Participants also selected the following four “Interest Groups” for further discussion: Seminary Formation; Personal Relationships ~ Spirituality; Spiritual Companioning; Paschal Mystery ~ Priesthood.
A final forum (“What have we learnt? Where to from here?”) ranged very widely. Here are some of the comments made.
· “The gathering has given me more fire to keep on reading about priesthood, praying about priesthood, etc. I have also been helped by those of the ‘common priesthood of the faithful’ who have shared with us”
· We need to expand this conversation into our own dioceses
· Do we need to listen a lot more on the question of “how do you want us to be holy?”
· The importance of priests praying with people, as well as for them
· Collaboration is hard work (though essential).
{/slide} {slide=Reflections on 4 years in ministry}

Some Reflections on Four Years in this Ministry

The first thing I would want to say is that I've really enjoyed it.
I said to one of the bishops during the year that it has been like one big long sabbatical for me. All I had done as a priest for 30+ years was "ordinary parish work", so this was a complete change of lifestyle. I always hate leaving any place, and it was hard coming to Canberra, away from family and many friends. (And I never acclimatised to the Canberra winter). But, as Jesus foretold, the vine-dresser prunes away, and new growth comes. So I've found it a very enriching and enjoyable time.
I've had to learn and think about all sorts of issues that I hadn't needed to think about before. For example, ministering in a remote diocese was completely beyond my experience. What is it like to be hours by road from the next priest, or ten or more hours by road from the cathedral? And how does one minister in the Aboriginal communities, e.g. in the Kimberley and the Northern Territory? I would often think "how on earth could I survive as PP of this place?" At the other end of the spectrum, the capital city dioceses were also a whole new world to me – some parishes with 10,000+ Catholics; presbyterates of several hundred priests, where every time they have a clergy gathering they all have to wear name tags.
And just to see the whole country was a great experience. Before I started in the job, I'd never been to Tasmania, or to anywhere between Perth and Darwin. My job description says that part of the role is "to coordinate a movement with national vision". I found it very rewarding to support the national meetings of the diocesan directors in Sydney in June each year. At these meetings, almost every diocese in the country is represented, with very fine priests. The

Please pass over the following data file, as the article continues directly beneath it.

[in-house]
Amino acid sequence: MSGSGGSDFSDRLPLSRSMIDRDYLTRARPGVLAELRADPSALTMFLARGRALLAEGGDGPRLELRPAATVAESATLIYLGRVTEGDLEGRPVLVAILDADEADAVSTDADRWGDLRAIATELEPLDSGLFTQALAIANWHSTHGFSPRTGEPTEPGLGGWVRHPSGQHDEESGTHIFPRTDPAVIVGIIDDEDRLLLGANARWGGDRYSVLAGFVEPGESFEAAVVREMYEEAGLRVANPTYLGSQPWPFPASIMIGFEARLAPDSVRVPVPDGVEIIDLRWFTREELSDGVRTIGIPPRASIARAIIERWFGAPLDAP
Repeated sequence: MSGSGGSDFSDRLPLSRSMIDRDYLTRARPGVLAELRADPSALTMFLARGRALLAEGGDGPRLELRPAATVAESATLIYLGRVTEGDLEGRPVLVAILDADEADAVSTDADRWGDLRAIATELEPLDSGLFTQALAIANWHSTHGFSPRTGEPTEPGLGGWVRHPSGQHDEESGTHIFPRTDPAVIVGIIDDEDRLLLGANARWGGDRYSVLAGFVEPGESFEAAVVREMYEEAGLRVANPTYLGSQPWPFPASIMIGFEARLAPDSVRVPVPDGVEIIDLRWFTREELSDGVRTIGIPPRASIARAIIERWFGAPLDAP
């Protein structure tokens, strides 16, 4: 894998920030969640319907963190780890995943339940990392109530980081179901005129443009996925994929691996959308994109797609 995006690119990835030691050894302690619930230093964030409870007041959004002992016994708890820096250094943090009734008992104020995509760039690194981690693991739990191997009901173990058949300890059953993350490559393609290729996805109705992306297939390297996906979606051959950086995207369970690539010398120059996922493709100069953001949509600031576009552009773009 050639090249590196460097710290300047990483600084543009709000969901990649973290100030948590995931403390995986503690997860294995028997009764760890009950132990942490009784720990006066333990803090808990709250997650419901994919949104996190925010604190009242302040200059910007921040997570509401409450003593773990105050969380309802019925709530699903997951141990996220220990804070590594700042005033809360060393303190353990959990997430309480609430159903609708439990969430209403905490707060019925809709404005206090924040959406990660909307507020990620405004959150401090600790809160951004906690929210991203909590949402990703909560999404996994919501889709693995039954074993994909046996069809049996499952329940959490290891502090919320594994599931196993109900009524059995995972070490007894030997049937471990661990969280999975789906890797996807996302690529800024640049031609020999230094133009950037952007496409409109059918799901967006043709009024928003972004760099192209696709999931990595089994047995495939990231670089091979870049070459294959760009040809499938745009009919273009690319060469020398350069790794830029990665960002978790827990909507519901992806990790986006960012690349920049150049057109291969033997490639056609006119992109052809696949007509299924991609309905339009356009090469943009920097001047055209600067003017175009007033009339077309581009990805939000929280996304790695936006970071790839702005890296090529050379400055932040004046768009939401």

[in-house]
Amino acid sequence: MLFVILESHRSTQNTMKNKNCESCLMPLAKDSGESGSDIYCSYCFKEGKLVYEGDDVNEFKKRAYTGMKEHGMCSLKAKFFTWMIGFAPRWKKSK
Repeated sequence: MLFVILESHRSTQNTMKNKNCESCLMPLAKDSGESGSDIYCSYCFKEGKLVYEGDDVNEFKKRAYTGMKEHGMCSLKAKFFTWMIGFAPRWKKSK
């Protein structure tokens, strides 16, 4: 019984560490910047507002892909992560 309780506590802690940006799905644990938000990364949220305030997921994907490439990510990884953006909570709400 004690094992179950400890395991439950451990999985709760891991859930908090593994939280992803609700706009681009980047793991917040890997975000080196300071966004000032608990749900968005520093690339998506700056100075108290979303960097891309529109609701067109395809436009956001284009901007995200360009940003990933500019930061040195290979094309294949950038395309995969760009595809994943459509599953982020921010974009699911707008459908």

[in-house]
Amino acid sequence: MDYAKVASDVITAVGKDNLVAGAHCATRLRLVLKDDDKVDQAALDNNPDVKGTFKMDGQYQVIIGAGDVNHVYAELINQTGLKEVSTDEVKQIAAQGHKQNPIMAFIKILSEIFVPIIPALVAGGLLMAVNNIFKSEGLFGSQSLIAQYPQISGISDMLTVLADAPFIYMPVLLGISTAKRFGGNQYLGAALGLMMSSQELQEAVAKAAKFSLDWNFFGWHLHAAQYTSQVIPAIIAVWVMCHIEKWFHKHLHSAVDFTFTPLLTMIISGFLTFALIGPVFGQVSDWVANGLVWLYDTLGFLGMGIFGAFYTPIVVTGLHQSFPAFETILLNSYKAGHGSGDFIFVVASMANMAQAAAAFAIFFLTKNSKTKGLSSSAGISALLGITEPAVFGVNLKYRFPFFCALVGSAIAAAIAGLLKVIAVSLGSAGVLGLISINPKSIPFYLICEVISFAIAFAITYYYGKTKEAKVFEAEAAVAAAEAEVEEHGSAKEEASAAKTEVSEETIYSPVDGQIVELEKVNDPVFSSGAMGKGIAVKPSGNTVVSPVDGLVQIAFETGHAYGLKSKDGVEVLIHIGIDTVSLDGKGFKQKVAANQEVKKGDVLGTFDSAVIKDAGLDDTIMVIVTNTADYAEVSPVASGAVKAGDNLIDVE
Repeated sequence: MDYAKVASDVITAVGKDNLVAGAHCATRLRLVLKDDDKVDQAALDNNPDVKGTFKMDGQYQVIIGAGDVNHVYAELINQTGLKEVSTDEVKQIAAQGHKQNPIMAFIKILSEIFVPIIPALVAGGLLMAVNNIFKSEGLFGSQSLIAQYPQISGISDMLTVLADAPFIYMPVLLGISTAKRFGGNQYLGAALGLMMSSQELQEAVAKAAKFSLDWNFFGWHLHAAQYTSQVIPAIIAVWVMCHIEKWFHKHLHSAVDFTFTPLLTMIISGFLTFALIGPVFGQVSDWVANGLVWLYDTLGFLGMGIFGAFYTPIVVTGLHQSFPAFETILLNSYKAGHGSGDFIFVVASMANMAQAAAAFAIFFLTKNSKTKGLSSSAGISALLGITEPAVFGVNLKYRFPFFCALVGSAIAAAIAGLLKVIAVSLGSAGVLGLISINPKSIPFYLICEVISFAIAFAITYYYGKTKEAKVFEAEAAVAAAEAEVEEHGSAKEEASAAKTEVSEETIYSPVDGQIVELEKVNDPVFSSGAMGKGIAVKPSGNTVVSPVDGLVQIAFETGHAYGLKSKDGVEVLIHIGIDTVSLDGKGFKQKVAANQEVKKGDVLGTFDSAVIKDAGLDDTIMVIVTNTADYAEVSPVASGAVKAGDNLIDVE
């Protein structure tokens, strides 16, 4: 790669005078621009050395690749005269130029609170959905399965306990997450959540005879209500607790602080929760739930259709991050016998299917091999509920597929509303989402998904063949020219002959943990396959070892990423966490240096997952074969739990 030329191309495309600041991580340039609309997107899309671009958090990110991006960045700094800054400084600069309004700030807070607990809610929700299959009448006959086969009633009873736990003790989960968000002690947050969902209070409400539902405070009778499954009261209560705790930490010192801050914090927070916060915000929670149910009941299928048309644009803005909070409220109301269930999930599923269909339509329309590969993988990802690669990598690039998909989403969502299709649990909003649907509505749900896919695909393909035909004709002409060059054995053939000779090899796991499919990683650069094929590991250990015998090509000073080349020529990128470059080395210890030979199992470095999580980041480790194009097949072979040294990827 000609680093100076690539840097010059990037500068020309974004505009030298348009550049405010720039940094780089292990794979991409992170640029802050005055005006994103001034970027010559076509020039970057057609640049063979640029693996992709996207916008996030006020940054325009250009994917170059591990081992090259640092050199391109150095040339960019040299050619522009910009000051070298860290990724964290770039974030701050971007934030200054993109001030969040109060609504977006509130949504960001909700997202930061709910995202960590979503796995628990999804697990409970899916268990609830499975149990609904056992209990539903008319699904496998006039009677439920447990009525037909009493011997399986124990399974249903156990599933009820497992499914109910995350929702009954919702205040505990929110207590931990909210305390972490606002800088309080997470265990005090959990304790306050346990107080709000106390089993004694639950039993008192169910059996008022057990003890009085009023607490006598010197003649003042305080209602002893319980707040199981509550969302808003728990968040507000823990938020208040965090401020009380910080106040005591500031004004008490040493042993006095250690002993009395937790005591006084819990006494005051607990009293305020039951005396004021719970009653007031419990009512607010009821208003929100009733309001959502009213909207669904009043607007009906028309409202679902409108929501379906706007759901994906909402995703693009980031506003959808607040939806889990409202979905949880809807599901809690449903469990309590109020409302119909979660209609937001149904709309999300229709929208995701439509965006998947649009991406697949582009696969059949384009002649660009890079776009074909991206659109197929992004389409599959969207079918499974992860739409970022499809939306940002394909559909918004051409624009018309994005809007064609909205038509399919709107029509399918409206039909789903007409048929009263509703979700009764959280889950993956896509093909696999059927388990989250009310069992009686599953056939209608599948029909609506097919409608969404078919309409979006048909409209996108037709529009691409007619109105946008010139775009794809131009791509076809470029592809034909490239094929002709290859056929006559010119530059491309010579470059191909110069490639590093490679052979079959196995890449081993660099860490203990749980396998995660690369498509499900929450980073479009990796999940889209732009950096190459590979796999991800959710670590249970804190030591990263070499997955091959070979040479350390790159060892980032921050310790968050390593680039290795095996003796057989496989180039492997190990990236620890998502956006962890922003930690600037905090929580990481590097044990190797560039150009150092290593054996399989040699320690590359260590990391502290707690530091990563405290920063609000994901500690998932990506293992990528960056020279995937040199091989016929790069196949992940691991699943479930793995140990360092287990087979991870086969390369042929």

other members of the Commission also attend this annual meeting (i.e. the two bishops, the religious and the lay people).
I should also mention our neighbour (and great sporting nation) New Zealand. These Information Bulletins go to most of the New Zealand dioceses and a couple of years ago I was invited to attend a gathering of diocesan priests at Blenheim, in the Archdiocese of Wellington. Again, it was my first time across the Tasman. Each year since then, two NZ diocesan priests have joined with our Australian diocesan directors in their annual meeting.
My contact with the Ukrainian Eparchy gave me a new understanding of the richness of the life of the Catholic Church in Australia. Along with all the Eastern Churches, they have a great deal to offer to enrich our lives, both as Catholics and Australians.
It was also a privilege to get to know the clergy of the Military Ordinariate, who minister in a uniquely demanding way to our service personnel and their families.
In preparing recent papers for the Bishops Conference, I've had to think a lot about the Permanent Diaconate, and all the issues associated with welcoming priests coming to Australia from overseas. (These papers are now on our website)
I was always made welcome by the clergy attending the conferences of the National Council of Priests and the Australian Confraternity of Catholic Clergy, and I thank them for that.
I must say too that the bishops have been very supportive, hospitable and welcoming. I have an increased understanding of the difficulty and complexity of their ministry, and honour them for the way they strive to carry it out. {/slide}
  • Created: 01 December 2005
  • Modified: 23 April 2009